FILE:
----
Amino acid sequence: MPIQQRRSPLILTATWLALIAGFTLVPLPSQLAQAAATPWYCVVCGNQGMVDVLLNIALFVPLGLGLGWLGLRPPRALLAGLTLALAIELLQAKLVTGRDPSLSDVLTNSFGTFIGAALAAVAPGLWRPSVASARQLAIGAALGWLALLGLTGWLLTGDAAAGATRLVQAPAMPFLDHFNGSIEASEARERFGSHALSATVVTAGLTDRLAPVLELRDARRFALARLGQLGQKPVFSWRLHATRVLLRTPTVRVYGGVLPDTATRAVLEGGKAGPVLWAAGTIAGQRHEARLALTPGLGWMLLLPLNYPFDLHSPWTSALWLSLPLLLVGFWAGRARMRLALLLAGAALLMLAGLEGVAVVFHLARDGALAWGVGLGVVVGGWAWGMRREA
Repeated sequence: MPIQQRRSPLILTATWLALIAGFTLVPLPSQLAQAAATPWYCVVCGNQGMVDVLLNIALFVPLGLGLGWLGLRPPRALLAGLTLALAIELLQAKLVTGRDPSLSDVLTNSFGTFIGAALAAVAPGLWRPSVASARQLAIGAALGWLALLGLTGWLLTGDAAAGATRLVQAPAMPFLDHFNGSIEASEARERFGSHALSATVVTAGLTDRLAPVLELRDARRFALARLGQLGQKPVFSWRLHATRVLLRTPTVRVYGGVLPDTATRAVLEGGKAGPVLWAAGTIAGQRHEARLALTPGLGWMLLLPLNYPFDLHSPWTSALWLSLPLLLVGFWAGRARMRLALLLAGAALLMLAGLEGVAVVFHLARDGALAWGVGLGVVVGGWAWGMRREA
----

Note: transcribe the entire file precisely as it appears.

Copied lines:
Amino acid sequence: MPIQQRRSPLILTATWLALIAGFTLVPLPSQLAQAAATPWYCVVCGNQGMVDVLLNIALFVPLGLGLGWLGLRPPRALLAGLTLALAIELLQAKLVTGRDPSLSDVLTNSFGTFIGAALAAVAPGLWRPSVASARQLAIGAALGWLALLGLTGWLLTGDAAAGATRLVQAPAMPFLDHFNGSIEASEARERFGSHALSATVVTAGLTDRLAPVLELRDARRFALARLGQLGQKPVFSWRLHATRVLLRTPTVRVYGGVLPDTATRAVLEGGKAGPVLWAAGTIAGQRHEARLALTPGLGWMLLLPLNYPFDLHSPWTSALWLSLPLLLVGFWAGRARMRLALLLAGAALLMLAGLEGVAVVFHLARDGALAWGVGLGVVVGGWAWGMRREA
Repeated sequence: MPIQQRRSPLILTATWLALIAGFTLVPLPSQLAQAAATPWYCVVCGNQGMVDVLLNIALFVPLGLGLGWLGLRPPRALLAGLTLALAIELLQAKLVTGRDPSLSDVLTNSFGTFIGAALAAVAPGLWRPSVASARQLAIGAALGWLALLGLTGWLLTGDAAAGATRLVQAPAMPFLDHFNGSIEASEARERFGSHALSATVVTAGLTDRLAPVLELRDARRFALARLGQLGQKPVFSWRLHATRVLLRTPTVRVYGGVLPDTATRAVLEGGKAGPVLWAAGTIAGQRHEARLALTPGLGWMLLLPLNYPFDLHSPWTSALWLSLPLLLVGFWAGRARMRLALLLAGAALLMLAGLEGVAVVFHLARDGALAWGVGLGVVVGGWAWGMRREA